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Effects of cover crop presence, cover crop species selection and fungicide seed treatment on corn seedling growth

Published online by Cambridge University Press:  11 July 2017

Lara A. Schenck
USDA Agricultural Research Service, National Laboratory for Agriculture & the Environment, 1015 N. University Blvd, Ames, IA 50011, USA.
Matthew G. Bakker*
USDA Agricultural Research Service, National Laboratory for Agriculture & the Environment, 1015 N. University Blvd, Ames, IA 50011, USA.
Thomas B. Moorman
USDA Agricultural Research Service, National Laboratory for Agriculture & the Environment, 1015 N. University Blvd, Ames, IA 50011, USA.
Thomas C. Kaspar
USDA Agricultural Research Service, National Laboratory for Agriculture & the Environment, 1015 N. University Blvd, Ames, IA 50011, USA.
*Corresponding author: Matt.Bakker@ARS.USDA.GOV


Cover crops can offer erosion protection as well as soil and environmental quality benefits. Cereal rye (Secale cereale L.) is the most commonly used winter cover crop in corn–soybean rotations in the upper Midwest of the USA because of its superior winter hardiness and growth at cool temperatures. Cereal rye cover crops, however, can occasionally have negative impacts on the yield of a following corn crop, which discourages broader adoption and introduces substantial risk for corn farmers employing cover crops. We hypothesized that because cereal rye shares some pathogens with corn, it may be causing increased disease in corn seedlings planted soon after cereal rye termination. To test this, we performed a series of experiments in a controlled environment chamber to assess the response of corn seedlings with and without a commercial fungicide seed treatment to the presence of cereal rye or other species of cover crops that were terminated with herbicide prior to corn planting. Our results indicate that under cool and wet conditions, cereal rye reduces corn seedling growth performance and increases incidence of corn seedling root disease. Fungicide seed treatment had limited efficacy in preventing these effects, perhaps because environmental conditions were set to be very conducive for disease development. However, hairy vetch (Vicia villosa Roth) and winter canola (Brassica napus L.) cover crops had fewer negative impacts on corn seedlings compared with cereal rye. Thus, to expand the practice of cover cropping before corn, it should become a research priority to develop alternative management practices to reduce the risk of corn seedling root infection following cereal rye cover crops. Over the longer term, testing, selection and breeding efforts should identify potential cover crop species or genotypes that are able to match the winter hardiness, growth at cool temperatures and the conservation and environmental quality benefits of cereal rye, while avoiding the potential for negative impacts on corn seedlings when environmental conditions are suitable for disease development.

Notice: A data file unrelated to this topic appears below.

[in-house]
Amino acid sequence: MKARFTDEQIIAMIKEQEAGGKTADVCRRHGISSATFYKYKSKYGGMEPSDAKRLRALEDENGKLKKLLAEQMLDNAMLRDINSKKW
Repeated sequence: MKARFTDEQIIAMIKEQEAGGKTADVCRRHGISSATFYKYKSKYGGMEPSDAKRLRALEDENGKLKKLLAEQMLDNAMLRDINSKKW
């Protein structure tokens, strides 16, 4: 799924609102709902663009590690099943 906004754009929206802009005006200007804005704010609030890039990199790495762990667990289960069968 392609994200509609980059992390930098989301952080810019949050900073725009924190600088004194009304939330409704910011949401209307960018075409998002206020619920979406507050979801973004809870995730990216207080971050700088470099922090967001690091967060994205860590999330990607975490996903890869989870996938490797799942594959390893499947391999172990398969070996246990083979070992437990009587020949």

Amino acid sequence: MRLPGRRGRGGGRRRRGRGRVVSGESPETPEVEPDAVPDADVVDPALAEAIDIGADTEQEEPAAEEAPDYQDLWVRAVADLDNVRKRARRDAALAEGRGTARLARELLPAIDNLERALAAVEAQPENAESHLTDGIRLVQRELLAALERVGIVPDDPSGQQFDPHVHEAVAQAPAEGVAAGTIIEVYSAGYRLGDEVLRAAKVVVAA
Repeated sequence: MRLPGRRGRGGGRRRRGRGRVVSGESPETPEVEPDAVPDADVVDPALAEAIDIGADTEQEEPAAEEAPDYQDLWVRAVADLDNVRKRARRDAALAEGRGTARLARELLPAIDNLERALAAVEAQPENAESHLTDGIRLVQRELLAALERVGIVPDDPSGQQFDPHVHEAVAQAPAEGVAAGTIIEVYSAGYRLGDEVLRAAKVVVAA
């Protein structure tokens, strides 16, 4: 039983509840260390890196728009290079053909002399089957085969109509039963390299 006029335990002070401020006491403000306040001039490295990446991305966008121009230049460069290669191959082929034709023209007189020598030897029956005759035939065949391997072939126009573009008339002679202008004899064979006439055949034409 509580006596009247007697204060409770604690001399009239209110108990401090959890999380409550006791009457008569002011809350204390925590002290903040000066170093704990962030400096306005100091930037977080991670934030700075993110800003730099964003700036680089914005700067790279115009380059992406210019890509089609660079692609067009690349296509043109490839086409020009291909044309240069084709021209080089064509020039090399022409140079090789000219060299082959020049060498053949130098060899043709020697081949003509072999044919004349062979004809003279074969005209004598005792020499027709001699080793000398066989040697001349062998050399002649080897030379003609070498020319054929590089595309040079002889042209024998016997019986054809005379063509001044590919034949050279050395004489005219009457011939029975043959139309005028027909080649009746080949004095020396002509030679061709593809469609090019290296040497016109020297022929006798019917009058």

Research Paper
Copyright © Cambridge University Press 2017 

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